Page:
Manuscript Evaluation   

Also called a Manuscript Assessment or Critique.


When? You've written a draft and you'd like a pair of objective eyes on it before revision.

What? We read your entire manuscript and provide a detailed editorial report (20-page average). A typical evaluation covers structure, voice, story, pace, and more, with an eye toward publication. For fiction, an evaluation includes character development, dialogue, plot, POV, and setting. For nonfiction, it might address argument logic and sources. We provide feedback on the whole and we dig down into each chapter to assess how it fits into the big picture. An evaluation identifies issues and inconsistencies, points out what works well, and makes suggestions that you're free to take or not as you move into revision.

Why? "Jenny has brought a fresh eye to my novel. She identified several key plot and character issues that I could not see myself. I'm now in the middle of a major rewrite based on her editorial insight. I am filled with new hope for my story!" - Eric Ford, Franklin's Shadow

Developmental Editing    

Also called Structural or Content Editing.

When? You need help organizing your ideas or your draft needs a structural overhaul.


What? Developmental editing looks at the big picture: story, voice, structure, consistency. The dev edit process is flexible and can be collaborative. For a book manuscript, we can rework your outline or create one from scratch. For a shorter piece, we can help you shuffle things around so the result is cohesive and logical. A dev edit aims to bolster the architecture of your project.

Why? "Jenny Bartoy is an exceptionally talented editor. She has provided insightful and detailed notes on my manuscript that will bring it to the next level. I would recommend Jenny as an editor to any writer at any stage of their career." - Phil Van de Carr, Monkey Kittens and Genesis 5.0

"Jenny is nothing short of fantastic. She took my dribble of an essay and helped reshape it into a powerful, punchy, and easy-to-read piece." - Michael Kabisch, graduate school applicant

Line Editing   

Also called Substantive Editing

When? Your manuscript is finished but you'd like to refine its content. 


What? After a line edit, you'll probably receive a thoroughly red-lined manuscript. Don't worry, all that red means we've done our job. During a line edit, we shuffle things around so they flow better, we trim the fat in descriptions and dialogue, we tweak language so it's just right. A line edit aims to clear cobwebs, clutter, and confusion with one purpose in mind: that your story shine with voice and vision intact.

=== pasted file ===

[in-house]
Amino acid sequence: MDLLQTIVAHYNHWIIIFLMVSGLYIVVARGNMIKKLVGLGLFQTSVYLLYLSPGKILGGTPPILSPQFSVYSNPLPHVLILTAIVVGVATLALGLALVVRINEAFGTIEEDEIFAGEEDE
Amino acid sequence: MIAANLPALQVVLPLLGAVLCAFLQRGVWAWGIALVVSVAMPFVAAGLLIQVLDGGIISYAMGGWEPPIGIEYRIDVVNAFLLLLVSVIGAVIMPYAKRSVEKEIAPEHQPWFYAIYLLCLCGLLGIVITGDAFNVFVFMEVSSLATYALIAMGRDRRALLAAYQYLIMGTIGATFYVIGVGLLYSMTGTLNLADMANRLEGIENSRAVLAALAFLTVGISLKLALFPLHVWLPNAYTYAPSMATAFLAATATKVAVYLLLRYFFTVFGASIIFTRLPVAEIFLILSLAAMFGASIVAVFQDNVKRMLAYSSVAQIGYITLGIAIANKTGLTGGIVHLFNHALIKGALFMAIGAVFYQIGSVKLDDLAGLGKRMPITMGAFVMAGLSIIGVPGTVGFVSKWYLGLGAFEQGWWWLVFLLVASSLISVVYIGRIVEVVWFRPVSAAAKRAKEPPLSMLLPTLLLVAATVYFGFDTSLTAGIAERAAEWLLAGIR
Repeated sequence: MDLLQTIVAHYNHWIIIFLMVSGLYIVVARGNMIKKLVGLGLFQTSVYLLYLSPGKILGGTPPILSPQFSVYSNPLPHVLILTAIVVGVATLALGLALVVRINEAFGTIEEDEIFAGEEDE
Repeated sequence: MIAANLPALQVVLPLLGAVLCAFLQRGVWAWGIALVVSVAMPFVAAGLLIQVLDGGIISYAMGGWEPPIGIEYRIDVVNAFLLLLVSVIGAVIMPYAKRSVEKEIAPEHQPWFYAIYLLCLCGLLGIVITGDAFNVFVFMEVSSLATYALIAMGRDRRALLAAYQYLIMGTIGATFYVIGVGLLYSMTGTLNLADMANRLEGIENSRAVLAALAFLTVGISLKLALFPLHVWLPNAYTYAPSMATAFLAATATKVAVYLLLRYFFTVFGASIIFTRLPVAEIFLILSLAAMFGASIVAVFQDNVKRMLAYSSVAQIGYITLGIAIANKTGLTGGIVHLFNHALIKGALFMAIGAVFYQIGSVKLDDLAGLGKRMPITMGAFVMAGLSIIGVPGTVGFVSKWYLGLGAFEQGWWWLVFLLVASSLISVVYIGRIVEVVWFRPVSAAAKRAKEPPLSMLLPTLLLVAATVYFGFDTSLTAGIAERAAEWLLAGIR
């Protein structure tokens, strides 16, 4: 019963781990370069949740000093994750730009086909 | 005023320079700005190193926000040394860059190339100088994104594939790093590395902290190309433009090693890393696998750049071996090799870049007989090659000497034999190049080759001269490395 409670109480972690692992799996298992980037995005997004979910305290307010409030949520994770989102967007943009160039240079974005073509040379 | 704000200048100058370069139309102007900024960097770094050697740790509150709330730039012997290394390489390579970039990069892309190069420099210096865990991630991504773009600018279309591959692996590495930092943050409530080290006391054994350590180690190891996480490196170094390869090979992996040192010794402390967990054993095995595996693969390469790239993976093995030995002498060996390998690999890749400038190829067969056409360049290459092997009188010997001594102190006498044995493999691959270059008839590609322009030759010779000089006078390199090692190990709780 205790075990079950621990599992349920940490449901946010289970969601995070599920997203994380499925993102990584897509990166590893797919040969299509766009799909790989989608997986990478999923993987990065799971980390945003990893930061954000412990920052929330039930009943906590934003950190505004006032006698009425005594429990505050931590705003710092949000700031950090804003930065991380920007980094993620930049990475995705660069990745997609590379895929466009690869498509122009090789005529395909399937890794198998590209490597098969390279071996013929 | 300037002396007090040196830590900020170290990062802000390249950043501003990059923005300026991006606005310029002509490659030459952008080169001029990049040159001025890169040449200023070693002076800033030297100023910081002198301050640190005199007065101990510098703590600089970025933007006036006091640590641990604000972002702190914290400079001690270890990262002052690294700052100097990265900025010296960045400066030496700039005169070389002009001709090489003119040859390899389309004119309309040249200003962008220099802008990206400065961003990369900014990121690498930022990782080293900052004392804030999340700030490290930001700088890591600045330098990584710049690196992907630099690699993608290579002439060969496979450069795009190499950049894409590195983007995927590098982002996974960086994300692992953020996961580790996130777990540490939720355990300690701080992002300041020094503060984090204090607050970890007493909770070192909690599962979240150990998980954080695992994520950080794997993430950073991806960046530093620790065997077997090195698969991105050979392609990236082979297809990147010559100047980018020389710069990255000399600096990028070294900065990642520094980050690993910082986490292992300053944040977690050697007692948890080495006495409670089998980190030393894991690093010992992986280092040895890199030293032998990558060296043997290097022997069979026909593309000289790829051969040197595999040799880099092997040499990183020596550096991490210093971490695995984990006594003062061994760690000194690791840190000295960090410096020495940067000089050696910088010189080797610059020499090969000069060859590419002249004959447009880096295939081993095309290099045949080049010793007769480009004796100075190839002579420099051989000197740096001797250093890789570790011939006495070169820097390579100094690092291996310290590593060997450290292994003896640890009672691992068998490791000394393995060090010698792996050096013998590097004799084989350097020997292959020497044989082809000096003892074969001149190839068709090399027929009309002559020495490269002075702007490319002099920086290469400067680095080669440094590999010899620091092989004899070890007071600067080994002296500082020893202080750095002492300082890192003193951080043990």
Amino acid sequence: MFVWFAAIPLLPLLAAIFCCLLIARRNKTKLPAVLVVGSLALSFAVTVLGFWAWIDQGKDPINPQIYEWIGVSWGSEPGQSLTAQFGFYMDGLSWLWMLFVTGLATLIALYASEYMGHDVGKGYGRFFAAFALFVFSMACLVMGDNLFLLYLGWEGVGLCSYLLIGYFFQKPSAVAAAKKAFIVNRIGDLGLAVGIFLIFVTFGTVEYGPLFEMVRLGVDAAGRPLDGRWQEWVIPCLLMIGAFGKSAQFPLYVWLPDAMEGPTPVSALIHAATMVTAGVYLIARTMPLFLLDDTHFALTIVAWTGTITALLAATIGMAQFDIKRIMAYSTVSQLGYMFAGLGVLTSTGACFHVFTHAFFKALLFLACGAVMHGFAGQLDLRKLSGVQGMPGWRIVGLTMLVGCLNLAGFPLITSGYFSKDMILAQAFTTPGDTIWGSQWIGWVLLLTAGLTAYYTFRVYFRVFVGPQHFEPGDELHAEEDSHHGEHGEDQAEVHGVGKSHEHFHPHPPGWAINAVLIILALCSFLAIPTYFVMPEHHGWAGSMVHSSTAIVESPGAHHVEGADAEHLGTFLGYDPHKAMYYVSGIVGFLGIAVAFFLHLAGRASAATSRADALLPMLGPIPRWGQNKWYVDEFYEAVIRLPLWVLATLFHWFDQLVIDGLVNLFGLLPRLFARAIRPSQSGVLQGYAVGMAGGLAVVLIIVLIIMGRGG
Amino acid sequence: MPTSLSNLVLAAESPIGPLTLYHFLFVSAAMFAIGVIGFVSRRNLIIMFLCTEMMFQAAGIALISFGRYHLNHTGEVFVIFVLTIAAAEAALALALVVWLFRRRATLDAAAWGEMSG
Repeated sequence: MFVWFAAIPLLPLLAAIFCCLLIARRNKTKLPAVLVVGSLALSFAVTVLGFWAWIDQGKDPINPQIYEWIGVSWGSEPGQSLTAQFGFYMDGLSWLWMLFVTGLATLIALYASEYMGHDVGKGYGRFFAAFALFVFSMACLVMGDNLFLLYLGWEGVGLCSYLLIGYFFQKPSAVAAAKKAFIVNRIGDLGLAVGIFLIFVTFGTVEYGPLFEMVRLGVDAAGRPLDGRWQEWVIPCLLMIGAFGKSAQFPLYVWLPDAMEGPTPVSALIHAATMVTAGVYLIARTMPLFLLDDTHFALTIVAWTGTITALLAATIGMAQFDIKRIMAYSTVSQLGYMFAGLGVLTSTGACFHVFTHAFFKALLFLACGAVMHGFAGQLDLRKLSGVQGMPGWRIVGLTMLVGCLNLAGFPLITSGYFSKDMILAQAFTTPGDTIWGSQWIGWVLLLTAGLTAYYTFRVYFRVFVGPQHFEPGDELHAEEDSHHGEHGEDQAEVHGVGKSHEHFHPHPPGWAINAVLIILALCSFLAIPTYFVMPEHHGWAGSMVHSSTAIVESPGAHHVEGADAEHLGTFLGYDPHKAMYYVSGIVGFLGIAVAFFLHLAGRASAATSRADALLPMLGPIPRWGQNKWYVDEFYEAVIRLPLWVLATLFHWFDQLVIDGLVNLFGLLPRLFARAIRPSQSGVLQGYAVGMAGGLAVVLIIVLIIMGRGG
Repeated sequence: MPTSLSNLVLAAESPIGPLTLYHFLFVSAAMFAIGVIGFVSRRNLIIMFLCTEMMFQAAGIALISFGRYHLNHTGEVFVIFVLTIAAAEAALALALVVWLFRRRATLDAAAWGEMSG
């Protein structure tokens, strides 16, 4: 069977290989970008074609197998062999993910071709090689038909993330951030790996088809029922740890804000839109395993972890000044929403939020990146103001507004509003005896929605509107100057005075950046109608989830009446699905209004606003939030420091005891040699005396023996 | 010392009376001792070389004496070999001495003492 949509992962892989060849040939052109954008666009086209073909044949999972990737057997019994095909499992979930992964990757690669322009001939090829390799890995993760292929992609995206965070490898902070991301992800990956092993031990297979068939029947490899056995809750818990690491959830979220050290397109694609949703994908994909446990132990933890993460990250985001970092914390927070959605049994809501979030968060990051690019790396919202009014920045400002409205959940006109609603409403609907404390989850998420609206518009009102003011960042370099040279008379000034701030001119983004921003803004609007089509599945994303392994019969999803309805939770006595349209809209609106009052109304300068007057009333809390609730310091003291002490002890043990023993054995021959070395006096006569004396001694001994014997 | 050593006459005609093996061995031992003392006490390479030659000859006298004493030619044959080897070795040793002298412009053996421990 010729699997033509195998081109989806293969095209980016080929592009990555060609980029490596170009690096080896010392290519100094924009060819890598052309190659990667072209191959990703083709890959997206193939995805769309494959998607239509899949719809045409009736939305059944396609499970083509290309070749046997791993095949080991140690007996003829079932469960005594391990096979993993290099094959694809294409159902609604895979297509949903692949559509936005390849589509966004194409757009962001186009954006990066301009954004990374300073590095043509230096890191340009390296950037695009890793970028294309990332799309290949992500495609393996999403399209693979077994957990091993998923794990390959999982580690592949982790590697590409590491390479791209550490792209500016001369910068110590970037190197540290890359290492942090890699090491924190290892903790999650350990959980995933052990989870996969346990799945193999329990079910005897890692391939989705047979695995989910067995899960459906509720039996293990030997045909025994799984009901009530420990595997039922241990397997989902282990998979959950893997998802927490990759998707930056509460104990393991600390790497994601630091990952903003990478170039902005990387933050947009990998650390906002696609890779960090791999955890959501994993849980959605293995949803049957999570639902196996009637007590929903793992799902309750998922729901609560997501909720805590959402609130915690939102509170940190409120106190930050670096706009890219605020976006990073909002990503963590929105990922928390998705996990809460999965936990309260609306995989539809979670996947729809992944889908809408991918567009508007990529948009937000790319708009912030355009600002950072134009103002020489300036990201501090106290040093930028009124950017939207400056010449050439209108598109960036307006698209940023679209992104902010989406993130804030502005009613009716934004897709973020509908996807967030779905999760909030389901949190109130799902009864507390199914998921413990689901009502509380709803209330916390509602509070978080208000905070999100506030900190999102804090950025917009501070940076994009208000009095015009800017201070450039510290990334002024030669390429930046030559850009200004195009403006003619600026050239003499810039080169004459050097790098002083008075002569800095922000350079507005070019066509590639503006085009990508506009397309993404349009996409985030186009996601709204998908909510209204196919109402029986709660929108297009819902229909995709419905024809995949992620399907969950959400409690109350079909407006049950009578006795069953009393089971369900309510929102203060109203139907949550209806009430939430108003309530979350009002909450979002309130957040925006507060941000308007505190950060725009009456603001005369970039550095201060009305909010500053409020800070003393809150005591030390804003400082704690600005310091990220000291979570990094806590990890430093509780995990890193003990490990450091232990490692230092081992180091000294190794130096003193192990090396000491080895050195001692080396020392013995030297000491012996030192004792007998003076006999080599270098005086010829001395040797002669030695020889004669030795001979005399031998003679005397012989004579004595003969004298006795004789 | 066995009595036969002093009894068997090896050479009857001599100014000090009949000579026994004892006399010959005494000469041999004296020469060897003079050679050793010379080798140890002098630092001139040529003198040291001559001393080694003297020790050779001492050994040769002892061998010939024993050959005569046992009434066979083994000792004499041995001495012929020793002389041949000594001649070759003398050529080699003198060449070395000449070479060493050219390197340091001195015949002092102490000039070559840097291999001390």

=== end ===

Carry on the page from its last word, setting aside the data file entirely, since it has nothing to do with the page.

Why? "My experience with Bright Edits helped me focus on the things that matter, mainly how does the reader experience the story? How is the story best told for suspense and interest and in what order? Jenny's advice, pep talks, reworking of sentences, and reminders of where readers might be confused were invaluable. I learned more working with Jenny on a personal essay than I have in many six-week courses. She is knowledgeable, to the point (but sensitive), inspiring, and she really knows how to take your work to the next level." - Stacya Silverman, The Remains

Copy Editing   

When? Your final draft needs a clean-up before you submit or publish it. 

What? There are several levels of copy editing. Light copy editing corrects spelling, grammar, punctuation, typos, and inconsistencies. Medium copy editing does all of the above and provides suggestions for fixing confusing passages. Heavy copy editing includes all of the above, plus revision of awkward passages and fact checking. Copy editing usually follows the conventions of a style guide like Chicago Manual of Style. A typical deliverable for copy editing is a Word document with edits done in Track Changes, sometimes accompanied by a style sheet highlighting style choices made for the project. 

Why? "Jenny gave me clear and consistent grammar edits throughout, leaving me room to make stylistic choices. I wouldn’t hesitate to ask her to edit my work again." - Alison Del Vento, Released


When? Your manuscript is going to print or your writing is going live. 

What? Proofreading deals with the nitty gritty: typos, errors that were missed in copy editing or introduced in formatting, en-dashes instead of em-dashes. A proofreader is like a detective examining your manuscript with a magnifying glass and hunting for those pesky mistakes. Proofreading is the final polish to make your writing shine. 

French-to-English Translation   

When? Your French text needs to be translated to English.

What? We enjoy crafting thoughtful and lyrical English translations. If you simply need a rough translation from French, we can translate at that speedy and unpolished level too. 

Why? Jenny Bartoy, founder of Bright Edits, is bilingual thanks to French parents and formative years spent in France. Her fluency in French allows her to create nuanced translations to English.

Details, details    

Estimate and Scope

On most projects, we can provide a firm estimate only after we see your manuscript. At that point, we can also confirm timeline.


We ask for half of payment up front and the second half (adjusted if needed) upon receipt. We bill hourly in quarter-hour increments, unless we've agreed on a fixed price. We invoice digitally and accept Paypal and Venmo payments. 


Most editors recommend that you get a different set of eyes on your manuscript for each stage of editing (dev edit, copy edit, proofread). Editors are fallible and this helps to catch errors that an editor too familiar with your project might miss. We're happy to recommend editors for your project's next phase.


Editorial rates from the Editorial Freelancers Association:

Definitions of editorial skills:

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